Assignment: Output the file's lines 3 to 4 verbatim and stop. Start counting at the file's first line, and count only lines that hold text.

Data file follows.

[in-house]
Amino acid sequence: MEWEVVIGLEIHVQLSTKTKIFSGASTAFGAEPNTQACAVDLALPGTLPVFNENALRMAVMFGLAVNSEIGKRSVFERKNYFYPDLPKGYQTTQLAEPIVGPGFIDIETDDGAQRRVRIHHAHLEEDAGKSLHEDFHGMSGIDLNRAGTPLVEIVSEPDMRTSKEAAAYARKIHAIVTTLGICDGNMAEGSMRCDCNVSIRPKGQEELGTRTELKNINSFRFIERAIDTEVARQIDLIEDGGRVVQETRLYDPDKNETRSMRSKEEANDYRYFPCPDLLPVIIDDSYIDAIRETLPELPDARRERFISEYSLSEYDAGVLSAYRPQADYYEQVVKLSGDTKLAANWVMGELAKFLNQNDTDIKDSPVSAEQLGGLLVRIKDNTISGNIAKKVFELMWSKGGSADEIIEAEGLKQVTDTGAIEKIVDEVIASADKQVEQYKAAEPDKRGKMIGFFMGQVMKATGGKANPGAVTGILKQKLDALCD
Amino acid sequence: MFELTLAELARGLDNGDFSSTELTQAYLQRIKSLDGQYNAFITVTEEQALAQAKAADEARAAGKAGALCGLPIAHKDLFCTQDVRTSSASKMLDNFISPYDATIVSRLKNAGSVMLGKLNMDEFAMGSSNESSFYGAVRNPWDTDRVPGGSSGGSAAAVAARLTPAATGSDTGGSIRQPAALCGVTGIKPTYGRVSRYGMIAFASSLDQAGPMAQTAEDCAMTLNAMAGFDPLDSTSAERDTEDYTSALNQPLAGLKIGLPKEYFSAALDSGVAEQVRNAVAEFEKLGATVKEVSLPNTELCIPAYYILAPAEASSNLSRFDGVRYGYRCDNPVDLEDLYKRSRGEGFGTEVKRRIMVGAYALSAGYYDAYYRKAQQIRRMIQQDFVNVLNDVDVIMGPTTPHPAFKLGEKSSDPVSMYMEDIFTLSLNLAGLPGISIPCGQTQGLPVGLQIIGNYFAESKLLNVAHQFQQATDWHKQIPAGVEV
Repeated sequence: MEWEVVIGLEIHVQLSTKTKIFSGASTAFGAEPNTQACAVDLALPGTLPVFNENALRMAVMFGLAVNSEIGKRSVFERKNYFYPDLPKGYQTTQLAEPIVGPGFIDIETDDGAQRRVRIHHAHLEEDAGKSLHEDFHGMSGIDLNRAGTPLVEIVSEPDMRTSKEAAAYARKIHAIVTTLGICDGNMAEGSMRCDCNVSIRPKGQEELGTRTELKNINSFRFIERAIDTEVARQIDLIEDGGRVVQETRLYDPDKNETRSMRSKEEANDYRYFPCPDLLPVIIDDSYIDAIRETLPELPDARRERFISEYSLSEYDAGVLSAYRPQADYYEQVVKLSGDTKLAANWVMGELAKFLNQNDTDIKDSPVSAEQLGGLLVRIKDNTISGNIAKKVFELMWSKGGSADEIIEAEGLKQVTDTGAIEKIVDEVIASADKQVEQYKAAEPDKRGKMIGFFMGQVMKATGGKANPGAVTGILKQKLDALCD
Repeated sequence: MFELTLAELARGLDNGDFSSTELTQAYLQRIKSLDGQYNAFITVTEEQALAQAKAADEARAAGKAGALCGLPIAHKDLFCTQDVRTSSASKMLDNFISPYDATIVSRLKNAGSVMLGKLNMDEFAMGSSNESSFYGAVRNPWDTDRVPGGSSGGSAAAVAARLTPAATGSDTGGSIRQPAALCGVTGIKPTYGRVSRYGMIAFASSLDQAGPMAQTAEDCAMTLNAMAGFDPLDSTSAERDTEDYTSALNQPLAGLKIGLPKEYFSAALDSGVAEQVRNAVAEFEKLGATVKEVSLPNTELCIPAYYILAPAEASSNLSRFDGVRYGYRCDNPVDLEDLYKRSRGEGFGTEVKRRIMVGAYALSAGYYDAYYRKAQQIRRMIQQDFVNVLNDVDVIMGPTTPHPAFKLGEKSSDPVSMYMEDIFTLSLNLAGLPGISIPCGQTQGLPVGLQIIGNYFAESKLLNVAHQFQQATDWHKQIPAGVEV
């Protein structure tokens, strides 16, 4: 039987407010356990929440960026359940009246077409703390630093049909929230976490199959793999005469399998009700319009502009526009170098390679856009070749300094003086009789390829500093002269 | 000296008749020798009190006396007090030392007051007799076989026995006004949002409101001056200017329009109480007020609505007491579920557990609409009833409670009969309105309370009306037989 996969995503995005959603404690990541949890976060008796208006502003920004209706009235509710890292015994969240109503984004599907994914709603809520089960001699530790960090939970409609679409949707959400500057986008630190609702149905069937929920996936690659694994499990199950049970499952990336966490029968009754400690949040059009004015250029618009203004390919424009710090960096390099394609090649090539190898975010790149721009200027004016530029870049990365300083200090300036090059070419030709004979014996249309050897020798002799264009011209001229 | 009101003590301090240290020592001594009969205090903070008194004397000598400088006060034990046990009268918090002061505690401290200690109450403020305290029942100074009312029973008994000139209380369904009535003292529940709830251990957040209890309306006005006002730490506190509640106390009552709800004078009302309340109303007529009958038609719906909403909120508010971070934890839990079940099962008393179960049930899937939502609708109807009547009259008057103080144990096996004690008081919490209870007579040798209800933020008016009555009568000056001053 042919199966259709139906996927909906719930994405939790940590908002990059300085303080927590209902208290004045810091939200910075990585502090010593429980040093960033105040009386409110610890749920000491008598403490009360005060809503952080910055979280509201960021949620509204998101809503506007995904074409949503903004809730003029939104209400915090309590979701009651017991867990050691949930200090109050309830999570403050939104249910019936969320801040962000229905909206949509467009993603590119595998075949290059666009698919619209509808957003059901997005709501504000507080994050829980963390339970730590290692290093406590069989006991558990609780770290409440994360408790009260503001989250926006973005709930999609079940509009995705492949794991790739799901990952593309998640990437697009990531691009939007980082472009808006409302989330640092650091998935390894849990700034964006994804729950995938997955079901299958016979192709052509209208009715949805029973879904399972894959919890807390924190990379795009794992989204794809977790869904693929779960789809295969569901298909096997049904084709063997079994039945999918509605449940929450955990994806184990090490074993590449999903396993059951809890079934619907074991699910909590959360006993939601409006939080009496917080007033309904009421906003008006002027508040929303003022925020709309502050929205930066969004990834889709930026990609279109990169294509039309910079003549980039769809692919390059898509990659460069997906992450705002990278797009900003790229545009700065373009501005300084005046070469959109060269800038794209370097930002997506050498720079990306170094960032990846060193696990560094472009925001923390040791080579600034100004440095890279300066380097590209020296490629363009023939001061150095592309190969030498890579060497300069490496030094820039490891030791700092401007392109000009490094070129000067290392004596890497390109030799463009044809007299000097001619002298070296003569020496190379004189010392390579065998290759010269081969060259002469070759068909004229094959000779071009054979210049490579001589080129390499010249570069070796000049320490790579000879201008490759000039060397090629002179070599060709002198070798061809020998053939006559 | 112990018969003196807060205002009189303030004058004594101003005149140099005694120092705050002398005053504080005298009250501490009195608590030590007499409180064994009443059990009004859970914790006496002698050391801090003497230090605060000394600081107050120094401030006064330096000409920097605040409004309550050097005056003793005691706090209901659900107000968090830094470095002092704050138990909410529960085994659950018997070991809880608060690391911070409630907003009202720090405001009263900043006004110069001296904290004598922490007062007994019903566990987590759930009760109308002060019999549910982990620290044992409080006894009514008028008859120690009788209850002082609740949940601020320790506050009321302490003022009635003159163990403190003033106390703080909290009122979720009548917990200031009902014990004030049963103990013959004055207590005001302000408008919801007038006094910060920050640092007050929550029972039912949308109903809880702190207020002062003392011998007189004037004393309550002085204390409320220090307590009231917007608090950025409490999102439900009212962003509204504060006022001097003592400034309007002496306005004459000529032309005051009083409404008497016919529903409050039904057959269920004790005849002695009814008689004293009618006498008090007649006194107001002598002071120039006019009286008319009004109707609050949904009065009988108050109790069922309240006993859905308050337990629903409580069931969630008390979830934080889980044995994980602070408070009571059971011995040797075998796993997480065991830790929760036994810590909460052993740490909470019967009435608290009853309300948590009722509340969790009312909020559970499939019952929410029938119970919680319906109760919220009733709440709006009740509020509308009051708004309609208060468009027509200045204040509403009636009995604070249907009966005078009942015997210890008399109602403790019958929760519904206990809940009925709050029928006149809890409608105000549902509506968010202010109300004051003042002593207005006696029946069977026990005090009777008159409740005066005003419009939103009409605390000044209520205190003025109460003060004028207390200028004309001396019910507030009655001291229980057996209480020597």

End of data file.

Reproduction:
Amino acid sequence: MFELTLAELARGLDNGDFSSTELTQAYLQRIKSLDGQYNAFITVTEEQALAQAKAADEARAAGKAGALCGLPIAHKDLFCTQDVRTSSASKMLDNFISPYDATIVSRLKNAGSVMLGKLNMDEFAMGSSNESSFYGAVRNPWDTDRVPGGSSGGSAAAVAARLTPAATGSDTGGSIRQPAALCGVTGIKPTYGRVSRYGMIAFASSLDQAGPMAQTAEDCAMTLNAMAGFDPLDSTSAERDTEDYTSALNQPLAGLKIGLPKEYFSAALDSGVAEQVRNAVAEFEKLGATVKEVSLPNTELCIPAYYILAPAEASSNLSRFDGVRYGYRCDNPVDLEDLYKRSRGEGFGTEVKRRIMVGAYALSAGYYDAYYRKAQQIRRMIQQDFVNVLNDVDVIMGPTTPHPAFKLGEKSSDPVSMYMEDIFTLSLNLAGLPGISIPCGQTQGLPVGLQIIGNYFAESKLLNVAHQFQQATDWHKQIPAGVEV
Repeated sequence: MEWEVVIGLEIHVQLSTKTKIFSGASTAFGAEPNTQACAVDLALPGTLPVFNENALRMAVMFGLAVNSEIGKRSVFERKNYFYPDLPKGYQTTQLAEPIVGPGFIDIETDDGAQRRVRIHHAHLEEDAGKSLHEDFHGMSGIDLNRAGTPLVEIVSEPDMRTSKEAAAYARKIHAIVTTLGICDGNMAEGSMRCDCNVSIRPKGQEELGTRTELKNINSFRFIERAIDTEVARQIDLIEDGGRVVQETRLYDPDKNETRSMRSKEEANDYRYFPCPDLLPVIIDDSYIDAIRETLPELPDARRERFISEYSLSEYDAGVLSAYRPQADYYEQVVKLSGDTKLAANWVMGELAKFLNQNDTDIKDSPVSAEQLGGLLVRIKDNTISGNIAKKVFELMWSKGGSADEIIEAEGLKQVTDTGAIEKIVDEVIASADKQVEQYKAAEPDKRGKMIGFFMGQVMKATGGKANPGAVTGILKQKLDALCD